I have always loved to sing. I played guitar a lot in junior high and high school and into college for a while. I certainly enjoyed these activities, but nobody within earshot did (besides my mother, of course). What can I say; my friends and family were honest. I learned a good, perhaps negative, lesson from this: sharing can be pretty darn painful and while I might enjoy something, others may not. Unless I am pretty darn good at something, I am not going to ‘share’. Fast forward a lot of years, and while, ironically, I now make a living writing professionally (technical science), I had a similar experience with writing as I did with music. My early attempts at writing, in school, early jobs, letters, etc., met with similar reviews to my music making. It left me feeling that writing (or singing for that matter) would the last way I would be sharing my life and stories with people. I do pretty well at live presentations and one-on-one conversation and have published a number of technical papers along with hundreds of public presentations. However, now we live with ‘blogs’, which I just found out yesterday, is a contraction of web log, go figure. I have a lot of conversations with friends, colleagues, and family, all interesting and very appreciated. These inevitably lead to the modern question of ‘do you have a blog?’ followed by the statement ‘you should have a blog’. My overall predicament is exacerbated by comparing myself to my brilliant, funny and talented immediate and extended family putting our superb blogs and web presence (Garry, Carolyn, Sue). I don’t want to embarrass myself anymore. The situation is further complicated my short attention span/ interest in a wide variety of topics. I have never been able to focus on a single ‘thing’. I have my hard core science topics, along with interests in the great outdoors, family, exercise, hobbies, politics, nature, etc.—I don’t know how to focus a blog. All for now, for those of you that actual read this—I hope this helps.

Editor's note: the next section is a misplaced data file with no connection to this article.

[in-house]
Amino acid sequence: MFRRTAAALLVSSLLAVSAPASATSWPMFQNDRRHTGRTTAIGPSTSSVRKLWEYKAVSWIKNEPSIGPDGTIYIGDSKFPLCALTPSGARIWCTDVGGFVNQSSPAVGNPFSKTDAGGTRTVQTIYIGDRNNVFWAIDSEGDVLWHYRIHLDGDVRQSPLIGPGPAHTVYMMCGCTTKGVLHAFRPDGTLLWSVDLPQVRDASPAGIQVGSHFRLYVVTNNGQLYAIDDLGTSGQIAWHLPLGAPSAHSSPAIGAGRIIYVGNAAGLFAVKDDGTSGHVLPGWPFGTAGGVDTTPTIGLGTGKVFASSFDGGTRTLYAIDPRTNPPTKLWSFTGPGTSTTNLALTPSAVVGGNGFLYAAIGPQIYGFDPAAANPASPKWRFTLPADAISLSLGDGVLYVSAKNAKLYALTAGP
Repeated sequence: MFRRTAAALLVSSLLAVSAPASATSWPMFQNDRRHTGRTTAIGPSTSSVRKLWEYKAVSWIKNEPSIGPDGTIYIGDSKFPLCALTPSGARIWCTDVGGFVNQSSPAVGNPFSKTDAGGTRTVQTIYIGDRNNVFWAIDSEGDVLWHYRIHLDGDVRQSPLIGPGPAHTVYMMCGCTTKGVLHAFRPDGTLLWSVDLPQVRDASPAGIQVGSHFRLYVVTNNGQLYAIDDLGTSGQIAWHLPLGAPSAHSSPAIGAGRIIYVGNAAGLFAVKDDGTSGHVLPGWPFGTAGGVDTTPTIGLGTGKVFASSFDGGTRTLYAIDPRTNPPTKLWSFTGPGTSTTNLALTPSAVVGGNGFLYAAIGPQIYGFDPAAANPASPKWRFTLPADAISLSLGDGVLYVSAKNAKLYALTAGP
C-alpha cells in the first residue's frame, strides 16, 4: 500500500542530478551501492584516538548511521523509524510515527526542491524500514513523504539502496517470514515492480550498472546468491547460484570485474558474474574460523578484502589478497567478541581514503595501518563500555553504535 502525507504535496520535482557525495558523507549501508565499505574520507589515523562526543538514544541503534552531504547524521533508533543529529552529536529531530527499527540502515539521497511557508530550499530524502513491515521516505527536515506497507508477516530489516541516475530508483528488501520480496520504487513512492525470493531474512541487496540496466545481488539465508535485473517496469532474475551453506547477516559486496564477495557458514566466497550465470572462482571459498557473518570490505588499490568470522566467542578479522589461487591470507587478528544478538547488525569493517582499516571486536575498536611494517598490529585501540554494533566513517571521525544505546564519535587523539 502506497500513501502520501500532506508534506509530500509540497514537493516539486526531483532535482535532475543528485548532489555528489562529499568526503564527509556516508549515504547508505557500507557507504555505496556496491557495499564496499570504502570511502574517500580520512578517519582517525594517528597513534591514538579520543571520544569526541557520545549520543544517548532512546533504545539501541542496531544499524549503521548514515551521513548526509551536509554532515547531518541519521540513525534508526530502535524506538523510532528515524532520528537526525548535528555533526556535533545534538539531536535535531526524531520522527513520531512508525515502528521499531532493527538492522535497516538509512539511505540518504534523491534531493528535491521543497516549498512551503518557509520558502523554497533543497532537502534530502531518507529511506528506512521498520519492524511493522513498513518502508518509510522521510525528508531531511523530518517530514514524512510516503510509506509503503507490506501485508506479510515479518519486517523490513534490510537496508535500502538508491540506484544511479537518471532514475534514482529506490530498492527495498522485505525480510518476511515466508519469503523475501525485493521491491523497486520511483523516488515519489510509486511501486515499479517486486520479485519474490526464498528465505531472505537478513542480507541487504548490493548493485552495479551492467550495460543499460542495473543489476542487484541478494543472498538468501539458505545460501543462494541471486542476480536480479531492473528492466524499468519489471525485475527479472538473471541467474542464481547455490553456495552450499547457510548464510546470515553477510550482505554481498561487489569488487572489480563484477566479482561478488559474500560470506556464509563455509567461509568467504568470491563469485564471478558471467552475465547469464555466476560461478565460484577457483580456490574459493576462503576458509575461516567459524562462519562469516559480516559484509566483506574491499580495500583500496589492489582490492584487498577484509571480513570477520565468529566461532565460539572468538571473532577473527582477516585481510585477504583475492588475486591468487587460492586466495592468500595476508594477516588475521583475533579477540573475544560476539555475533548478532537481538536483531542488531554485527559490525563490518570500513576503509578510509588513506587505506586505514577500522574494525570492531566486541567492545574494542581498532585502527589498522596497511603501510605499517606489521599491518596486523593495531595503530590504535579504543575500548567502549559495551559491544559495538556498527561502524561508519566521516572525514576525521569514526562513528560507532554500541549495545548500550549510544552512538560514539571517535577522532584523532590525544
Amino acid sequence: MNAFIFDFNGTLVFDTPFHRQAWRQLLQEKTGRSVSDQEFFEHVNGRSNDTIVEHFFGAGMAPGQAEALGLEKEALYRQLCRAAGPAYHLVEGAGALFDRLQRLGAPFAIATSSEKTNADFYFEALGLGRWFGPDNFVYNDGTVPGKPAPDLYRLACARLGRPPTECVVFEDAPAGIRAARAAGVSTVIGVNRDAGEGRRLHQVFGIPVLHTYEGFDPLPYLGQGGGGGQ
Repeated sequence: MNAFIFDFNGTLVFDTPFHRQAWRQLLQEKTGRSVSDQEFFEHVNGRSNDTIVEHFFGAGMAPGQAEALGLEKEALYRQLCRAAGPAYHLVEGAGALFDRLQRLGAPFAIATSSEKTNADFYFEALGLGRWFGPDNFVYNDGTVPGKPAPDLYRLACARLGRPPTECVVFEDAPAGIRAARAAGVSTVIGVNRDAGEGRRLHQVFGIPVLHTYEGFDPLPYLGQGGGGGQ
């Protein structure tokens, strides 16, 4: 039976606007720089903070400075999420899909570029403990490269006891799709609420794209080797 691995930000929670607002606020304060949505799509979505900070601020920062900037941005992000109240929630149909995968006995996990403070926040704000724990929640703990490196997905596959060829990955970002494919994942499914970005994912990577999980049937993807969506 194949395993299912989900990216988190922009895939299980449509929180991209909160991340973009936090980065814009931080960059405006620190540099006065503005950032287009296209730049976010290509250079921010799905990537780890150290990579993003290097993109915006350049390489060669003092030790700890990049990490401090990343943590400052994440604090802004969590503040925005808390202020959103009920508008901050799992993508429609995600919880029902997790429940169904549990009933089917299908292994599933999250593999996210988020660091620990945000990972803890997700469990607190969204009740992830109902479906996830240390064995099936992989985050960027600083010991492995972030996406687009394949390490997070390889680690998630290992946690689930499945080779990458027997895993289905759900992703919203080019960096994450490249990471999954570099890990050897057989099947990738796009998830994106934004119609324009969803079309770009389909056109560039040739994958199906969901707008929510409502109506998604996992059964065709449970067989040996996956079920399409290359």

Wednesday, August 3, 2011
My cell phone has a good sense of humor. I recently purchased a Droid 2 after much, much pestering from my seventeen year old (now eighteen). Near as I could tell, it was so that he could see the new features on the Droid 2 versus his almost new Droid 1. I am clumsy with the new smart phones--I was very comfortable with my Blackberry w/ a physical keyboard. My new phone has a mind of its own because of my apparently clumsy fingers and it keeps asking me for 'voice commands'. It seems every time that I try to go to the home page, it asks for a voice command. My family has witnessed my clumsiness and cluelessness many times. This evening, with my youngest son and wife sitting in the room, I told my phone to 'go to hell'--it immediately replied in a loud clear voice, 'which short cut'.